We are all atheists about most of the gods that humanity has ever believed in. Some of us just go one god further.
…when two opposite points of view are expressed with equal intensity, the truth does not necessarily lie exactly halfway between them. It is possible for one side to be simply wrong.
Creationists eagerly seek a gap in present-day knowledge or understanding. If an apparent gap is found, it is assumed that God, by default, must fill it.
Why would an all-powerful creator decide to plant his carefully crafted species on islands and continents in exactly the appropriate pattern to suggest, irresistibly, that they had evolved and dispersed from the site of their evolution?
We are all atheists about most of the gods that societies have ever believed in. Some of us just go one god further.
When I am dying, I should like my life taken out under general anaesthetic, exactly as if it were a diseased appendix.
Faith can be very very dangerous, and deliberately to implant it into the vulnerable mind of an innocent child is a grievous wrong.
The meme for blind faith secures its own perpetuation by the simple unconscious expedient of discouraging rational inquiry.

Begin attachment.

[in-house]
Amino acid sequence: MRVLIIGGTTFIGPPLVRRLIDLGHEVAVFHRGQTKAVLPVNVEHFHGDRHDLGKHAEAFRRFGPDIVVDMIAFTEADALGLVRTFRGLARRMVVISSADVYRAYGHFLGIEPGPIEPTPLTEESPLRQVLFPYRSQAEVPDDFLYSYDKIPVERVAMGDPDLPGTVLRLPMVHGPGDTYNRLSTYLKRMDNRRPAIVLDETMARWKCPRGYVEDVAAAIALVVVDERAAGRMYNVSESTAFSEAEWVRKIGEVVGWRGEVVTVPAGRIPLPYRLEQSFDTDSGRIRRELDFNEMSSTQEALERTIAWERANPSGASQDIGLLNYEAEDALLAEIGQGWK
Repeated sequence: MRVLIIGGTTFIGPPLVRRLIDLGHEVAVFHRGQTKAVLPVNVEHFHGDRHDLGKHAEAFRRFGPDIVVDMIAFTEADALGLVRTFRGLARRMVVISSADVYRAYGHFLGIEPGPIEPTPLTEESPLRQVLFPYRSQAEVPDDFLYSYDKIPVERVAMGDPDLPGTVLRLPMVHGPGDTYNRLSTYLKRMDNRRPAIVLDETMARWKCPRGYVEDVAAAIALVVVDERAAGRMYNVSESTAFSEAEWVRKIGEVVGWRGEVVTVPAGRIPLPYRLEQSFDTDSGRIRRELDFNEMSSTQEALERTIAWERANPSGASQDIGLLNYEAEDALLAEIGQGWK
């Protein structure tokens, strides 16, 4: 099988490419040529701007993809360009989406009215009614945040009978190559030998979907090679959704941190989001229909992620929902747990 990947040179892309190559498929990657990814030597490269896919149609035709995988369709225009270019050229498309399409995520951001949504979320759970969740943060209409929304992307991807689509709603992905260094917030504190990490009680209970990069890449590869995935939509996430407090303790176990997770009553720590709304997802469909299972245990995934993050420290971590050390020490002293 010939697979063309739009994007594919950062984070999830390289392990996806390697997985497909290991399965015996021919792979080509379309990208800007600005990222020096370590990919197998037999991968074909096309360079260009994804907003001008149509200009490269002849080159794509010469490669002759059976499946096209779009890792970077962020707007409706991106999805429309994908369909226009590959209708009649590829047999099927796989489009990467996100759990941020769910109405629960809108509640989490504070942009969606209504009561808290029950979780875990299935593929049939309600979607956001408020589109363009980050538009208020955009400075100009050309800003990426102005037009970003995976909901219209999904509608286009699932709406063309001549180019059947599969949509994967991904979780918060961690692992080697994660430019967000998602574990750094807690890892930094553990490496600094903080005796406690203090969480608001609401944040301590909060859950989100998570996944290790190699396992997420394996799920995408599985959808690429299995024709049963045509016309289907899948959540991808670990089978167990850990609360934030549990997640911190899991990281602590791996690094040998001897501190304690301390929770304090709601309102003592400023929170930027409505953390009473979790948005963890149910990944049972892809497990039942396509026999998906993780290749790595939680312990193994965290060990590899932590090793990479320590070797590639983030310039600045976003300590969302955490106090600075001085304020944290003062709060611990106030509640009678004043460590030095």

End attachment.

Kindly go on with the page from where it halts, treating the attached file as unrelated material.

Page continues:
Religion is about turning untested belief into unshakable truth through the power of institutions and the passage of time.
Faith is the great cop-out, the great excuse to evade the need to think and evaluate evidence. Faith is the belief in spite of, even perhaps because of, the lack of evidence.
Many of us saw religion as harmless nonsense. Beliefs might lack all supporting evidence but, we thought, if people needed a crutch for consolation, where’s the harm? September 11th changed all that.
Why, I can’t help wondering, is God thought to need such ferociousdefence? One might have supposed him amply capable of lookingafter himself.
Do those people who hold up the Bible as an inspiration tomoral rectitude have the slightest notion of what is actually writtenin it?
Real life seeks the gentle slopes at the back of Mount Improbable, while creationists are blind to all but the daunting precipice at the front.
Science replaces private prejudice with public, verifiable evidence.
What matters is not the facts but how you discover and think about them.
Even those who do not, or cannot, avail themselves of a scientific education, choose to benefit from the technology that is made possible by the scientific education of others.
Even if it were true that evolution, or the teaching of evolution, encouraged immorality that would not imply that the theory of evolution was false.
Science is interesting, and if you don’t agree you can fuc
It has become almost a cliché to remark that nobody boasts of ignorance of literature, but it is socially acceptable to boast ignorance of science and proudly claim incompetence in mathematics.